Online portal to ease clearance process at Indian airports
The government will launch a first-of-its-kind online portal through which clearance will be granted or denied to individuals and firms at airports in the country.
Published: 22nd October 2017 09:36 AM | Last Updated: 22nd October 2017 09:36 AM | A+A A-
New Delhi: In a major reform to India’s aviation sector, the government will launch a first-of-its-kind online portal through which clearance will be granted or denied to individuals and firms at airports in the country.
The current clearance mechanism is a long, multi-window procedure. Applicants—including foreign pilots, shops and catering agencies—need to visit aviation offices such as the airport operator, regional office, headquarters of the Bureau of Civil Aviation Security (BCAS), office of the Directorate of Civil Aviation (DGCA) and the civil aviation ministry. The process takes months and sometimes, more than a year, as the paperwork is huge and the process involves multiple correspondences. The applicants are required to submit five to 10 copies of the application form with documents to authorities.
Senior civil aviation ministry officials told The Sunday Standard that the online portal will make the process a single-window system, which will make the it quicker and transparent. The portal, which is likely to be launched next week, will let individuals and firms submit an application and view its progress online, sparing them visits to government offices.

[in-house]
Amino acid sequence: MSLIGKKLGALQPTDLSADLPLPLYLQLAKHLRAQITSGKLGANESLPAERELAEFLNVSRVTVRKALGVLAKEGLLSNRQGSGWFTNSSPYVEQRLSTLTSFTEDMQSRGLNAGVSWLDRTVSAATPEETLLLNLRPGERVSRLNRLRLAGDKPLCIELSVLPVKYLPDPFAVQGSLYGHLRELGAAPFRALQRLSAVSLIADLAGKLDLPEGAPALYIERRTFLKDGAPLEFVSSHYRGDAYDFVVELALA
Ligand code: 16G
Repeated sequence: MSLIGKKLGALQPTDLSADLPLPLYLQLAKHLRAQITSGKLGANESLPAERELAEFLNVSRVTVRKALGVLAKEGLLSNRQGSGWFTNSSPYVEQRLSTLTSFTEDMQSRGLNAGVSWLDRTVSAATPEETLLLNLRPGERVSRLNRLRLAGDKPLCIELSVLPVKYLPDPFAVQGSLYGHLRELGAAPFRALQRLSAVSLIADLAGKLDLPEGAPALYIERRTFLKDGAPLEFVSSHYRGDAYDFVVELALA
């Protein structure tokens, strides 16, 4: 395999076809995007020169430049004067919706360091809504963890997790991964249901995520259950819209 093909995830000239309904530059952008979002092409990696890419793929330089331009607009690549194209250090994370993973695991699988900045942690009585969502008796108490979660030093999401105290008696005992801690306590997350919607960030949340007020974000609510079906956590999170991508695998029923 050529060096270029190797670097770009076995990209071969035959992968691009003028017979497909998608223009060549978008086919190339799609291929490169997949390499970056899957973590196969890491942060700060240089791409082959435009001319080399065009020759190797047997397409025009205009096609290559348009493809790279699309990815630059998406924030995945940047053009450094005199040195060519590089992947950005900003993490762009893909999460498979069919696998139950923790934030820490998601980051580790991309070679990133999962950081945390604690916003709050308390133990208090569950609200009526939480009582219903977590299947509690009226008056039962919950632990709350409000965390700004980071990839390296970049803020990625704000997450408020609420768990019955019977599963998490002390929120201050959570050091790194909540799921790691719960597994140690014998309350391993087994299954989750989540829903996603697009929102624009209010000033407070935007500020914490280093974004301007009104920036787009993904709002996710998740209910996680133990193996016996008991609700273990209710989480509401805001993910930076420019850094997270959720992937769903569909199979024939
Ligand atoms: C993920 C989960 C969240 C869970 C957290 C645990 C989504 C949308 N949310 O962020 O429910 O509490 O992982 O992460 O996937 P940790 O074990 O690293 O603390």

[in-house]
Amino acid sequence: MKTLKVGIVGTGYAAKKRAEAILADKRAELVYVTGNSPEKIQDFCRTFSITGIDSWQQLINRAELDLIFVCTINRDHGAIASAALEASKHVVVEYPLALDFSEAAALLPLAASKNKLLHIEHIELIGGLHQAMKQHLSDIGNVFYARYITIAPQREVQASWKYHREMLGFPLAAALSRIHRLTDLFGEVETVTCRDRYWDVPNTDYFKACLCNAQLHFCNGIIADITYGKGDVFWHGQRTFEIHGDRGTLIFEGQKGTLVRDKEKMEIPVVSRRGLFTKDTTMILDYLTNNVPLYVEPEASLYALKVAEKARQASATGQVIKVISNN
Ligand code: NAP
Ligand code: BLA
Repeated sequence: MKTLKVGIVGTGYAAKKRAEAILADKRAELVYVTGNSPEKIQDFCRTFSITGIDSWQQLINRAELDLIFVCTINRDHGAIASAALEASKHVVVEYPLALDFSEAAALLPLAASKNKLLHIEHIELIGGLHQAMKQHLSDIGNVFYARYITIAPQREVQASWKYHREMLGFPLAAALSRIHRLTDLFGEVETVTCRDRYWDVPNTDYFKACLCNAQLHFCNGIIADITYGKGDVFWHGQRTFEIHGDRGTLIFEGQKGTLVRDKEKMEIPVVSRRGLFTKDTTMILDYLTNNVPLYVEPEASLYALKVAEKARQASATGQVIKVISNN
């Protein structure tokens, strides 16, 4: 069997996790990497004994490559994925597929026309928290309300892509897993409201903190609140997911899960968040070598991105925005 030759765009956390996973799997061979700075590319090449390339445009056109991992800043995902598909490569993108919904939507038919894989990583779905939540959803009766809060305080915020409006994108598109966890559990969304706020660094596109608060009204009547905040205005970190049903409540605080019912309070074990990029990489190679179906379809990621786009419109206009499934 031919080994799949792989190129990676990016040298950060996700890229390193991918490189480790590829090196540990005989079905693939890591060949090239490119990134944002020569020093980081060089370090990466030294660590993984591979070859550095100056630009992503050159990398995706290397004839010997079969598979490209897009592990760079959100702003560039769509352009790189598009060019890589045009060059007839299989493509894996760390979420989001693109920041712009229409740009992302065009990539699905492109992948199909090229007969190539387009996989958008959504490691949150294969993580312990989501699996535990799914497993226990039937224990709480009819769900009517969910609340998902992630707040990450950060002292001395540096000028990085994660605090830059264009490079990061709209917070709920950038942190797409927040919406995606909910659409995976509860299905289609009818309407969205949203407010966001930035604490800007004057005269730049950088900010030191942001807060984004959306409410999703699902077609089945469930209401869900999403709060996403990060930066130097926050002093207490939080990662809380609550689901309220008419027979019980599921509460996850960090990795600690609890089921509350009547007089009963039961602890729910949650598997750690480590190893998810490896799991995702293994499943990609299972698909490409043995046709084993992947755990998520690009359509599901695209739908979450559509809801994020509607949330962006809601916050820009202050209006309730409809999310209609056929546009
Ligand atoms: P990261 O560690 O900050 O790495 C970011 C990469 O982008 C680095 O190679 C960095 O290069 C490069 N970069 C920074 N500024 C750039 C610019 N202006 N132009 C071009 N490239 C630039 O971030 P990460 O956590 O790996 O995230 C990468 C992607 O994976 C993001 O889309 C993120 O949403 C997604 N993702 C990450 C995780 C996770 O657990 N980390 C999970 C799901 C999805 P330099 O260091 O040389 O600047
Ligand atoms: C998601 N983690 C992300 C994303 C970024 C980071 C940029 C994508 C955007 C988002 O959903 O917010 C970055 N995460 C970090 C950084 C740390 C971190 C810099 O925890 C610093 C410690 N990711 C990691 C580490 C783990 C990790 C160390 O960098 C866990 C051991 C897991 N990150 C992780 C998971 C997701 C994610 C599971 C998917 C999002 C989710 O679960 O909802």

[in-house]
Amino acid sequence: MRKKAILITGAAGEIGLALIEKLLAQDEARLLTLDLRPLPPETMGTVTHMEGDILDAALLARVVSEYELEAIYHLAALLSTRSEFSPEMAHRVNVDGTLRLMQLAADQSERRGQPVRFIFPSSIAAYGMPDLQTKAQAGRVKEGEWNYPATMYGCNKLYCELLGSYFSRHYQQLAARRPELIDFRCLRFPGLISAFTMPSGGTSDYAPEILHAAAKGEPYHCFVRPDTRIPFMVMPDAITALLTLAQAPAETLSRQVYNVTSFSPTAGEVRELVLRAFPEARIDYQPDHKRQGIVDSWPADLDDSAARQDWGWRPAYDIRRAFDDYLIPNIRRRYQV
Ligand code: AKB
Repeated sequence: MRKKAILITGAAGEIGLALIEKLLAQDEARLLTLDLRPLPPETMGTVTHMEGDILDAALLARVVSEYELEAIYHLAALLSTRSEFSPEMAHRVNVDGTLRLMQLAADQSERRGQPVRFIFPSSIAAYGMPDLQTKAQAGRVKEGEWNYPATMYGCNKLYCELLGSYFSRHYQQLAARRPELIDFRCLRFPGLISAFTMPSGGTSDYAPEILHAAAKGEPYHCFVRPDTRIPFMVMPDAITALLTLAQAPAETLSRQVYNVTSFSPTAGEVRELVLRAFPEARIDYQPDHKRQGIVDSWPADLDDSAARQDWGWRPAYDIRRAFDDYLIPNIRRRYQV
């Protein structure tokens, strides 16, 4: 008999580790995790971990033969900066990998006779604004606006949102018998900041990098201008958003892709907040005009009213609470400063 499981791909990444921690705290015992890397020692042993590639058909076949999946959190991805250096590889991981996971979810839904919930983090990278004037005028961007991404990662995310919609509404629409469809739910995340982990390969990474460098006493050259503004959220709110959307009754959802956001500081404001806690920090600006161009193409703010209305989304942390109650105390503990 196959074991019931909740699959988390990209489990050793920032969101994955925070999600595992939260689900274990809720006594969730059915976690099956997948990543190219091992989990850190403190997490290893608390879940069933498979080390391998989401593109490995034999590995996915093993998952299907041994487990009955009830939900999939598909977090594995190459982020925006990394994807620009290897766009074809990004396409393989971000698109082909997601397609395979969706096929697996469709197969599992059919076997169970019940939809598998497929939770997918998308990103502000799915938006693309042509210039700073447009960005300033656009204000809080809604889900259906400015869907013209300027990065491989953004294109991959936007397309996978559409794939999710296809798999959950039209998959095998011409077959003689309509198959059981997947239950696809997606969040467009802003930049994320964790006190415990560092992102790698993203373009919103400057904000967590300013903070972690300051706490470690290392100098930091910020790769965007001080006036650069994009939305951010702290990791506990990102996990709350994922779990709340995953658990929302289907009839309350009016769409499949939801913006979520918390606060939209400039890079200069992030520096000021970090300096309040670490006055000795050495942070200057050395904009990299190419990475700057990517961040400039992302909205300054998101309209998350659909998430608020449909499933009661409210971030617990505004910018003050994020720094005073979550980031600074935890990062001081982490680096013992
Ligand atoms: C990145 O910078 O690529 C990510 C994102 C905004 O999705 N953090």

An official explained that the portal would channelise the applications to one of the three authorities—civil aviation ministry, safety regulator DGCA or security regulator BCAS—depending upon their nature.
For instance, applications seeking site clearance of greenfield airports and heliports will be dealt by the ministry. Applications seeking security clearance for import/acquisition of aircraft for private use and foreign aircrew flying to India will be handled by the DGCA. BCAS will take care of applications seeking security clearance for concessionaires/business establishments intending to work in the Security Restricted Area (SRA) of an airport. It will also clear applications of catering firms supplying food to airlines, and that of ground-handling agencies seeking to operate at the airports.
DGCA, BCAS and the ministry will then forward the applications to the Ministry of Home Affairs (MHA) for background check of the applicants. Upon MHA’s response, the application will be disposed off within a stipulated time. To avoid flooding of frivolous applications, a comprehensive application form has been prepared.
Certain procedures such as inspection of the air catering agencies will be carried out only in physical form, according to a ministry official. The physical steps of giving security clearance will be made more stringent, considering global security threats to the aviation sector, he said.